7th February 2024

  • 7.2 miles / 11.6 km
  • 271 m ascent
  • Easy
  • 8.6 Naismith miles

Kendal styles itself as “The gateway to the Lakes”, and it is indeed a good base for those wishing to explore the southern end of the Lake District. The surrounding countryside also has much to offer in its own right– as we see in this walk.

From convenient parking close to Oxenholme station, we start by climbing the Helm, gaining great views of the Lakeland Fells, the Howgills, and Morecambe Bay. From there we descend past an ancient fort, and a curious folly to pick up St Sunday’s Beck which we follow upstream to the delightful Bleasehall Wood. We note a syphon well before taking an isolated green lane to St Sunday’s Bridge and from there we head to Hawkrigg. The return leg involves a brief but quite steep climb up the aptly named Windy Hill, and then it’s a steady descent to the finish. We show this as an easy walk because it is (just) less than 12 km – but the consensus from the group was that it “feels more like a medium”.

  • Total distance 11.6 km (7.2 miles)
  • Total ascent 271 m
  • Easy walk


We start from the Helm – a well known hill just south of Kendal near Oxenholme – in fact this walk would be accessible from Oxenholme station. The Helm is found off the B6254 just southeast of Oxenholme. The easiest way to find it is to put “Station Inn Oxenholme LA9 7RF” into your Satnav and then take the very small lane opposite the pub – parking is just 100m up that lane. If you are using a paper map, then the OS grid reference is SD53528998, which corresponds to the What-3-Words tag  tops.boxer.human. The Helm is a popular spot with families and dog walkers so be aware that parking could be in short supply at peak times.

Although the Helm is a small hill (by Lake District standards) it is situated such that it offers great views in every direction from the top – no doubt the reason why an iron age fort was built there. Most of the Helm is Common Land owned by private landowners, but about a quarter of it – to the eastern flank – is owned by The Friends of the Lake District, a charity focused on preserving the unique landscape of the Lake District. In addition to the Helm, they own and actively manage a number of well-known sites that Bentham Footpath Group have visited including Asby Common near Orton and Mike’s Wood near Staveley. To find out more about this proactive group, click here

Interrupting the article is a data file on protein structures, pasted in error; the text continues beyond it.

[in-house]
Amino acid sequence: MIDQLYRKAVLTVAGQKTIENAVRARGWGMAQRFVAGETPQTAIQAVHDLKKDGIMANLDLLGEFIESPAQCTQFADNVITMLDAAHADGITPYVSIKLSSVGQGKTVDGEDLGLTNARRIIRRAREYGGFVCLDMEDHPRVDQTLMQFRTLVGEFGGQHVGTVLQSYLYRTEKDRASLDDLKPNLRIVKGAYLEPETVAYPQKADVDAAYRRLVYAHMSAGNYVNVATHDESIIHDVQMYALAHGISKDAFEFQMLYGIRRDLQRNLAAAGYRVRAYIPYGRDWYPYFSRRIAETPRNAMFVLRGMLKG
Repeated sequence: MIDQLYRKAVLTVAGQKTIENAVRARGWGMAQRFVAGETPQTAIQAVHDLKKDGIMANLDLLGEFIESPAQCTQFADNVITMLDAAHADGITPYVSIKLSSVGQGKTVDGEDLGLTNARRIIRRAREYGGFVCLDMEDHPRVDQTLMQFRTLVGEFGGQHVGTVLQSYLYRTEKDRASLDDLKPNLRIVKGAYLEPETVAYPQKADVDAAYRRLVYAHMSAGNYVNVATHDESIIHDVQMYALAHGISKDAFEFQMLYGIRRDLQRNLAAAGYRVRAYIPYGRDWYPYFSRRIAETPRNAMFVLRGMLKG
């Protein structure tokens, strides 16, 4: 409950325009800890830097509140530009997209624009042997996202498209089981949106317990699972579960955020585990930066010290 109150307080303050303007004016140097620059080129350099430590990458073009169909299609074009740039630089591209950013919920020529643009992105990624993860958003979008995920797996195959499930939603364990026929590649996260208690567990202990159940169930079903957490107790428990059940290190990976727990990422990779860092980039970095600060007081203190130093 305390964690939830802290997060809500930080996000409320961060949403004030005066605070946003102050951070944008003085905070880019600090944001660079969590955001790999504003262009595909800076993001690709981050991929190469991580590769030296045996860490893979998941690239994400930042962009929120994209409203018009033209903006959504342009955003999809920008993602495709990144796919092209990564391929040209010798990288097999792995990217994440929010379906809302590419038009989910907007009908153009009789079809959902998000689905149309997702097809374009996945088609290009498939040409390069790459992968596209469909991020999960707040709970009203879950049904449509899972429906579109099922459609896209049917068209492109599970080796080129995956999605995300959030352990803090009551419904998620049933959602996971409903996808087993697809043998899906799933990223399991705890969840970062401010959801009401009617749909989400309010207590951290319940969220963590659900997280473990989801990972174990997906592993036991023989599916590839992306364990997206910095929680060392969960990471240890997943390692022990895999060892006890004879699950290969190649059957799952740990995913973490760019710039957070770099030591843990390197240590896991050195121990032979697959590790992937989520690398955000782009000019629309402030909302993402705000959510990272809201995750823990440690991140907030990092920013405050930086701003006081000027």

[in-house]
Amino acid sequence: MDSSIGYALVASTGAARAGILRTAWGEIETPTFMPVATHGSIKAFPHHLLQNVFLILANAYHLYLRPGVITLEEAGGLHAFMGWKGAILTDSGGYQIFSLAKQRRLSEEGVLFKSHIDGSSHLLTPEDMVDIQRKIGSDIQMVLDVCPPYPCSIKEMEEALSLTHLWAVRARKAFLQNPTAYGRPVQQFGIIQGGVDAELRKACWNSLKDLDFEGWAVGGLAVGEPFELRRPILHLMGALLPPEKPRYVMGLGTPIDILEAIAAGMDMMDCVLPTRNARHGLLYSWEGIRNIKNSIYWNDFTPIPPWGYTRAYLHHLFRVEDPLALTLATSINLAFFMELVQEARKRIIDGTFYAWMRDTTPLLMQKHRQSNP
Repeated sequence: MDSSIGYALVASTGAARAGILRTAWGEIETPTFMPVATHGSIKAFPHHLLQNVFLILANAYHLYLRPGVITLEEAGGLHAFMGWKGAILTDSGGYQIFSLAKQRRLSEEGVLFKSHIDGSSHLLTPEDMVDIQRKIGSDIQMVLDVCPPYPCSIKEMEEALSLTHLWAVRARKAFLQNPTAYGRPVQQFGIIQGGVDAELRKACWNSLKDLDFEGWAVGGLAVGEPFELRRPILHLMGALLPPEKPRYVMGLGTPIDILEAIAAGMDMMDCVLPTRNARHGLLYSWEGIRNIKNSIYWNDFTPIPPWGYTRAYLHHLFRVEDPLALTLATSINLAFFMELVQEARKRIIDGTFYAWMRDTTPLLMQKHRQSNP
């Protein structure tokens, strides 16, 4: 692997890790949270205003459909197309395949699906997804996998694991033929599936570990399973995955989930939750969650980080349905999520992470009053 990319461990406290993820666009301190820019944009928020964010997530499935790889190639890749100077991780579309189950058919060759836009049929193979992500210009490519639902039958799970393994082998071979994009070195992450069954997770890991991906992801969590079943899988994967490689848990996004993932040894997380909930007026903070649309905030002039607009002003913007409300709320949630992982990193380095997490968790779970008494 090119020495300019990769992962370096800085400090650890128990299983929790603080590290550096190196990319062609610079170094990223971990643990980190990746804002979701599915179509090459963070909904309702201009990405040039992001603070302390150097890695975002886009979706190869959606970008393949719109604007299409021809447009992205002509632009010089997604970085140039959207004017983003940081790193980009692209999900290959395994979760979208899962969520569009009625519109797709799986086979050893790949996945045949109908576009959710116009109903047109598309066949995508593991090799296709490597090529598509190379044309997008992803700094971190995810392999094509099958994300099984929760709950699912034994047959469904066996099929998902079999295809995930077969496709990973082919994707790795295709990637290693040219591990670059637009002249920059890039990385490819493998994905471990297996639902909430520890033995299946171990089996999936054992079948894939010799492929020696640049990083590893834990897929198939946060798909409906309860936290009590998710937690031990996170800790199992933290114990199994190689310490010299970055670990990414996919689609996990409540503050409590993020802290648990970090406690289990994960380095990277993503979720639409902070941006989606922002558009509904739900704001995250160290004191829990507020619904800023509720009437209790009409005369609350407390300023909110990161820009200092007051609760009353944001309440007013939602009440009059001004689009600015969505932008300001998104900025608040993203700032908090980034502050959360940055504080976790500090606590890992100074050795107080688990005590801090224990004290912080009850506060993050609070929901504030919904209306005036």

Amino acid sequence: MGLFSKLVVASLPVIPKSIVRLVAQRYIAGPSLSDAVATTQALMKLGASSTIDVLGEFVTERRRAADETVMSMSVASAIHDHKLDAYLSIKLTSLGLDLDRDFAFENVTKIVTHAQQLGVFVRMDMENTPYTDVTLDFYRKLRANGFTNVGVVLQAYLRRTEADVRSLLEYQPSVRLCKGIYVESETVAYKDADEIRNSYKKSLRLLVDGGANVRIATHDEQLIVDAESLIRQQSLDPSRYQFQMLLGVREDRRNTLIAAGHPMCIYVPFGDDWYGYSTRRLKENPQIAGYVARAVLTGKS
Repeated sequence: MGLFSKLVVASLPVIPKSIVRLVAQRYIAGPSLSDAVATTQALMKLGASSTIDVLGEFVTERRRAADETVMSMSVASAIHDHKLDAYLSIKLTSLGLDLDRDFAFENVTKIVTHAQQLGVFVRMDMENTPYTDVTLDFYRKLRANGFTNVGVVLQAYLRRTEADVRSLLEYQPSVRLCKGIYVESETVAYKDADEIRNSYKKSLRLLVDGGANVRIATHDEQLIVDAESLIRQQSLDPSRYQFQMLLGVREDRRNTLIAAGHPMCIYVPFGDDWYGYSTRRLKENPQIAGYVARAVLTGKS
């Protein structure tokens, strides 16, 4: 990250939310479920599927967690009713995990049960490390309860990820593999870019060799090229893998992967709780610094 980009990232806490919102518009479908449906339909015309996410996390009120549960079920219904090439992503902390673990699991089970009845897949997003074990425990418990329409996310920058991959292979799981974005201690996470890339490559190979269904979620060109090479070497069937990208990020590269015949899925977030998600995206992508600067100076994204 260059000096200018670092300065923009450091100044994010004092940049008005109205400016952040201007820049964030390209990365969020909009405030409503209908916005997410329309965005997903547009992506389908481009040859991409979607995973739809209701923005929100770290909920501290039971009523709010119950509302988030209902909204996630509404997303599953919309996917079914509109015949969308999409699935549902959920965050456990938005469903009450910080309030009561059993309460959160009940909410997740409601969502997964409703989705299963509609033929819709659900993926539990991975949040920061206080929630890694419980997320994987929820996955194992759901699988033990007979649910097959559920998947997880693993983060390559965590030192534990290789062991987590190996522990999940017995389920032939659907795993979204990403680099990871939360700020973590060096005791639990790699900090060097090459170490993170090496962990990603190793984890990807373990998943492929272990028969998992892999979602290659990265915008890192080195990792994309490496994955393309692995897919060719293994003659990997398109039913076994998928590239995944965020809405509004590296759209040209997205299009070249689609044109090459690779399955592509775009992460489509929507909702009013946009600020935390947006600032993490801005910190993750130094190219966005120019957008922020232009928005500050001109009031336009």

From the minor road where we accessed the Helm, look for an information board as you head back toward the Station Inn – there is a path next to this and this is where we head up the hill. As soon as we start climbing it becomes apparent that there are many paths to choose from. Don’t worry too much about selecting the “right one”, as long as we head up hill and then follow the ridge southeast, all will be well.

On the way up, don’t forget to look back and enjoy the views. Depending on the weather you should be able to see Oxenholme strung out along the railway, and further in the distance Kendal, with the Lakeland Fells behind. Further over to your right on the far side of the M6 are the Howgills, and straight ahead you may well be able to see Morecambe Bay.

To see a panoramic video of the views, click here or here.


Right at the top of the Helm is a trig point and just beyond this the site of the Castlesteads Hill fort. However, so little remains of this iron age structure that untrained eyes will probably detect nothing – it is only by aerial photography that faint traces of the structures become visible, and it is believed that it was a purely defensive earthwork, utilising an excellent natural position aided by a double rampart on the weakest (northern) side. According to Historic England Research Records, there is not the slightest evidence of internal structures or associated features, and so it could be any one of a native defensive work of the Iron Age, early Roman period, or a Motte of the Scottish ‘Ridge’ type.